Poor advice?

Professor advised Kavanaugh’s law clerks to ‘look like models,’ Yale students allege

A composite image shows law professor Amy Chua (L) and Judge Brett Kavanaugh (R), for whom she helped vet clerks. (LEE Seung-Hwan/AFP/Getty Images and Chip Somodevilla/Getty Images)

Students of Yale’s prestigious law school have claimed they were advised to cultivate a “model-like” femininity in their bid to win a clerkship in Judge Brett Kavanaugh’s chambers. In a story reported by The Guardian, several anonymous sources claim that Professor Amy Chua — who has strongly endorsed the Supreme Court nominee as a “mentor to women” — privately told a group of students that it was “not an accident” that Kavanaugh’s female law clerks all “looked like models,” and advised them on their appearance before interviewing to work with him. Within hours of the story being published Yale Law School’s dean weighed in on the claims, calling for people with similar experiences to bring those complaints to the proper authorities at the university.

The comments are said to have taken place last year during a conversation between Chua and a group of students she mentored, in which the #MeToo movement and the accountability of the federal judiciary were discussed. Kavanaugh’s name came up following discussion of his mentor, Judge Alex Kozinski, who was forced to retire from the bench in 2017 after more than a dozen women accused him of harassment.

Kavanaugh’s clerks have often come from Yale, his alma mater, over the years, and Chua has been influential in vetting them — a process some students have come forward to say made them extremely uncomfortable. One source told The Guardian in at least one case, the advice — and what it might suggest — was sufficient to deter the woman from pursuing a clerkship with Kavanaugh.

In another, Chua’s husband Jed Rubenfeld — also an influential law professor at Yale — spoke about “looks” with an aspiring clerk. “He told me, ‘You should know that Judge Kavanaugh hires women with a certain look,’” she told The Guardian. “He did not say what the look was and I did not ask.”

The same student was allegedly advised by Chua to dress in an “outgoing” way for her interview with Kavanaugh, to send Chua pictures of herself in different outfits before attending her interview. (The student did not send the photos.)

“It is possible that they were making observations but not following edicts from him,” said one student who was given similar advice. “I have no reason to believe he was saying, ‘Send me the pretty ones’, but rather that he was reporting back and saying, ‘I really like so and so,’ and the way he described them led them to form certain conclusions.”

By Thursday evening, the story had prompted a response from the dean of Yale Law School, Heather Gerken. In a statement provided to NBC News, Gerken said, “While we cannot comment on individual complaints or investigations, the Law School and the University thoroughly investigate all complaints regarding violations of University rules and take no options off the table.” The statement continued with the dean adding, “I strongly encourage any members of our community who have been affected by misconduct to take advantage of Yale University’s resources for reporting incidents and receiving support.”

Kavanaugh’s clerkships were particularly coveted because of his proximity to then-Supreme Court Justice Anthony Kennedy, for whom he in turn vetted clerks. Kavanaugh’s Supreme Court confirmation proceedings — to fill the vacancy left by Kennedy’s retirement — are currently mired in controversy, following an allegation by Christine Blasey Ford that Kavanaugh held her down and groped her while they were in high school. He denies the allegation.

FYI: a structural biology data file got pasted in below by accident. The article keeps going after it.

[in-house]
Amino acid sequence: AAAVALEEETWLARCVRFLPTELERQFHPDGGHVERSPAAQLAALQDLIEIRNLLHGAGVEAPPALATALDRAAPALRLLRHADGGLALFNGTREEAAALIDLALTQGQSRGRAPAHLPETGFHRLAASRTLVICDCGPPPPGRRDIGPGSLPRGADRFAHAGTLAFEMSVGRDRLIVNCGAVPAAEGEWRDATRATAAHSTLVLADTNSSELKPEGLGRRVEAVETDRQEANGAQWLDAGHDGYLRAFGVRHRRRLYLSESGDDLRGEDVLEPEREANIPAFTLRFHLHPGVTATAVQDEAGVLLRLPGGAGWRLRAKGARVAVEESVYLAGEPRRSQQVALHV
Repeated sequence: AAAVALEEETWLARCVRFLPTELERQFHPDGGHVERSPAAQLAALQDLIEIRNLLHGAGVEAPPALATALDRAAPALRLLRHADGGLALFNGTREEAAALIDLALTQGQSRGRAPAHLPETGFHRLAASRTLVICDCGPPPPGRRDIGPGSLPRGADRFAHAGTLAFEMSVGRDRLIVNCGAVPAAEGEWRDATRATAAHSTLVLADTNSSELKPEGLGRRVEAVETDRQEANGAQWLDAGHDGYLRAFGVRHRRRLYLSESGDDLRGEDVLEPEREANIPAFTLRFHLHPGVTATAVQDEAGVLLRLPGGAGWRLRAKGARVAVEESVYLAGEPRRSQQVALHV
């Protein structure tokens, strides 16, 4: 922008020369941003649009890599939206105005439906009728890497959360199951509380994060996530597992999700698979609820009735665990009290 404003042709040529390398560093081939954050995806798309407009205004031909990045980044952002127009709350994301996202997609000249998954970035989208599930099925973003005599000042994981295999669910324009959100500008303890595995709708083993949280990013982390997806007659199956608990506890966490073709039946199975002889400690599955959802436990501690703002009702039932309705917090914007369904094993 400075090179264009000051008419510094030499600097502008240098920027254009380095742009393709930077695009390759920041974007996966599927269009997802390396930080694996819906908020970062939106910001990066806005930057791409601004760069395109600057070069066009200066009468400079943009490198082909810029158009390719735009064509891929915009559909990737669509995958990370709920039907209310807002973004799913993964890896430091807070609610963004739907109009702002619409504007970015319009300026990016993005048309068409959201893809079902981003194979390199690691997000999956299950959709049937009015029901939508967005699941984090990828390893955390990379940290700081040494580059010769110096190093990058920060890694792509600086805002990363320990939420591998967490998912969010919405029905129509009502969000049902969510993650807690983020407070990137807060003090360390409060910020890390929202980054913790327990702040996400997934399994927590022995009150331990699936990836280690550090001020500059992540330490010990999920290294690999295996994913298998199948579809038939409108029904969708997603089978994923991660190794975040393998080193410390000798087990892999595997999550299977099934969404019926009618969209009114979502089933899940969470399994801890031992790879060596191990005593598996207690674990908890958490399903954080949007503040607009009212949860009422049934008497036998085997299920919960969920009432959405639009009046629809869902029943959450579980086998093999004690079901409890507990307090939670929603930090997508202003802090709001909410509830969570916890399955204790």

Chua is well known beyond legal and scholarly circles as the author of a controversial parenting book, Battle Hymn of the Tiger Mother, which reflected on her efforts to give her children what she describes as a traditional, strict “Chinese” upbringing. She has also written books on international affairs, ethnic-American culture, and tribal loyalties in U.S. politics.

A Yale Law School official told The Guardian via email, “This is the first we have heard claims that Professor Chua coached students to look ‘like models.’ We will look into these claims promptly, taking into account the fact that Professor Chua is currently unreachable due to serious illness. If true, this advice is clearly unacceptable.”

Chua, although recently hospitalized and currently off work recuperating, also emailed The Guardian, stating, “For the more than 10 years I’ve known him, Judge Kavanaugh’s first and only litmus test in hiring has been excellence. He hires only the most qualified clerks, and they have been diverse as well as exceptionally talented and capable.

“There is good reason so many of them have gone on to Supreme Court clerkships; he only hires those who are extraordinarily qualified. As I wrote in The Wall Street Journal, he has also been an exceptional mentor to his female clerks and a champion of their careers. Among my proudest moments as a parent was the day I learned our daughter would join those ranks.”

The Guardian also reinforced there is no allegation that the female students who worked for Kavanaugh were chosen for  physical appearance or that they were not qualified. All of this took place with a Friday deadline looming for Christine Blasey Ford, the university professor who has accused Kavanaugh of sexual assault decades ago, to decided whether she would testify before the Senate Judiciary Committee on Monday. As of late Thursday, Ford’s lawyers were trying to negotiate terms under which she would testify — not on Monday, but possibly later next week.

Read the full story at The Guardian and NBC News.

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